‘There’s a bomb.’
The novel then alternates between the pair’s present day attempts to thwart the suicide bomber who is waiting somewhere in the barracks to detonate an explosive vest and the events from the start of the millennium onwards which brought the two boys to this moment. I hope I have steered well clear of the danger of writing reportage, but the characters do develop in an organic relationship with the epochal events changing the world around them. The events of 9/11, the street riots at the start of the decade, the emergence of far right populism, the appearance of extremist groups on the fringe of the Muslim community and the great march against the war in Iraq all feature prominently as does Chris’s almost accidental decision to join the Army and serve in Afghanistan.
The novel is firmly set in a realistic tradition. There are elements of the thriller and liberal use of flashbacks. The action ranges from Yorkshire to Helmand and back. I employ both the first and third person and I have multiple narrators. Whether by choice or by instinct – and I suspect it was a mixture of the two – I found myself reflecting the almost kaleidoscopic way most of us develop our understanding of the social and political events that contextualise the smaller dramas of our everyday lives. That interrelationship is at the heart of my book.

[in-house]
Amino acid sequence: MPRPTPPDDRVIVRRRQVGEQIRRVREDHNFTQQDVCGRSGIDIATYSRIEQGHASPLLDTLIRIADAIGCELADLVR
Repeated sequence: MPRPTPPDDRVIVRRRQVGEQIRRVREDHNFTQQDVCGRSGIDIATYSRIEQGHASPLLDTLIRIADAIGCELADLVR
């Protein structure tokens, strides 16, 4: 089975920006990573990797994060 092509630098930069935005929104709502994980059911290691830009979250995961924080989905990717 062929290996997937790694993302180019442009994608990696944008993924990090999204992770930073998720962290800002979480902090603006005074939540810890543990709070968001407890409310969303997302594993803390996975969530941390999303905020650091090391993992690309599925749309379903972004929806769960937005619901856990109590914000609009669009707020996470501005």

If the personal dramas of Chris and Imran were to be authentic, the detail had to be accurate. I conducted interviews with young British Muslims, serving soldiers and read numerous books about terrorism, the wars in Iraq and Afghanistan and the development of what some people called ‘political Islam’. But, remembering Swift’s warning about reportage, the research had to supplement the narrative and give it authenticity, not overwhelm it. Every writer has their own way of achieving artistic distance from the material with which they are working.
First responses to the ‘war on terror’
Nicky Singer does it with what she calls: ‘maximum suspension of disbelief’. In one of the first responses to the war on terror, The Innocent’s Story, her protagonist Cassina is blown to pieces in a suicide bombing. Singer told me: ‘I thought I was more likely to find a “truth” in a highly fictionalised world than in a naturalistic one.’ This led to another choice – to invent the religion followed by the bombers in the story. Singer said: ‘The other advantage of an invented religion is that you can draw parallels. My religion has an equivalent of “jihad” but only to make it clear that, far from being exclusively associated with “holy war”…the predominant meaning…(is to)…get closer to god by overcoming bad desires.’